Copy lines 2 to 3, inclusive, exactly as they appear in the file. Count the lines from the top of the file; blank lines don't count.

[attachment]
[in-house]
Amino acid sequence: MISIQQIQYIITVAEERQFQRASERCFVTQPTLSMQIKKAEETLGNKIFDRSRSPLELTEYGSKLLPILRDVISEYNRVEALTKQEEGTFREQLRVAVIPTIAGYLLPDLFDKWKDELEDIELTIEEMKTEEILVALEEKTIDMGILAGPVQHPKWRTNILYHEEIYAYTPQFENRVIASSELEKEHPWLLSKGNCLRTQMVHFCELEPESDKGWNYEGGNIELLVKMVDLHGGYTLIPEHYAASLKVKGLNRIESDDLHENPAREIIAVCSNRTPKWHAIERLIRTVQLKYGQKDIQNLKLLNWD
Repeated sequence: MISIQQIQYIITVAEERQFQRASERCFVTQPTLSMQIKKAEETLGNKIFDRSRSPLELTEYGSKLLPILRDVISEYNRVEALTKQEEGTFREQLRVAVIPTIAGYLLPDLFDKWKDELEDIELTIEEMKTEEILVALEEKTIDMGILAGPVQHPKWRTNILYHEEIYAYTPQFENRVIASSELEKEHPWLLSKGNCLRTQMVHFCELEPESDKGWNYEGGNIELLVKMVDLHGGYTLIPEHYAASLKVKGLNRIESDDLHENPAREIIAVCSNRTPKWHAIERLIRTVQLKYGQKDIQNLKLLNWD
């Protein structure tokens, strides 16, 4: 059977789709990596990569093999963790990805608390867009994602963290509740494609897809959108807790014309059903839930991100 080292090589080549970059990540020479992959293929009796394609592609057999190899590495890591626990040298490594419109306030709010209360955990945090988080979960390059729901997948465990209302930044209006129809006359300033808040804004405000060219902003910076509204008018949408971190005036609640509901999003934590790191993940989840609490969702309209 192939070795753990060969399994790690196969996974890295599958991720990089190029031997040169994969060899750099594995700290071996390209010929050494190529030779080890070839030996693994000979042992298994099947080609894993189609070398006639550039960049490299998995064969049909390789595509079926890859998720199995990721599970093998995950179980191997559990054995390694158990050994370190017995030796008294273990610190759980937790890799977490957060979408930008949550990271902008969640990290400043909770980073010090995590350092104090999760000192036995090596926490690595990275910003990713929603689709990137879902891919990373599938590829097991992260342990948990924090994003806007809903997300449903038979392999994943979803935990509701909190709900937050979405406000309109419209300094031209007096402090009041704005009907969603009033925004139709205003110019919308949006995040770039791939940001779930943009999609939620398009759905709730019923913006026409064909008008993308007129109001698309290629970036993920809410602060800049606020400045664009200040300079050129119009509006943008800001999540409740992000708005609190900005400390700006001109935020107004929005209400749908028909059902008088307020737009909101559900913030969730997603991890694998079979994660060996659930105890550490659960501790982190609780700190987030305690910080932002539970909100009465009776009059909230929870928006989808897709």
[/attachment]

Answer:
Amino acid sequence: MISIQQIQYIITVAEERQFQRASERCFVTQPTLSMQIKKAEETLGNKIFDRSRSPLELTEYGSKLLPILRDVISEYNRVEALTKQEEGTFREQLRVAVIPTIAGYLLPDLFDKWKDELEDIELTIEEMKTEEILVALEEKTIDMGILAGPVQHPKWRTNILYHEEIYAYTPQFENRVIASSELEKEHPWLLSKGNCLRTQMVHFCELEPESDKGWNYEGGNIELLVKMVDLHGGYTLIPEHYAASLKVKGLNRIESDDLHENPAREIIAVCSNRTPKWHAIERLIRTVQLKYGQKDIQNLKLLNWD
Repeated sequence: MISIQQIQYIITVAEERQFQRASERCFVTQPTLSMQIKKAEETLGNKIFDRSRSPLELTEYGSKLLPILRDVISEYNRVEALTKQEEGTFREQLRVAVIPTIAGYLLPDLFDKWKDELEDIELTIEEMKTEEILVALEEKTIDMGILAGPVQHPKWRTNILYHEEIYAYTPQFENRVIASSELEKEHPWLLSKGNCLRTQMVHFCELEPESDKGWNYEGGNIELLVKMVDLHGGYTLIPEHYAASLKVKGLNRIESDDLHENPAREIIAVCSNRTPKWHAIERLIRTVQLKYGQKDIQNLKLLNWD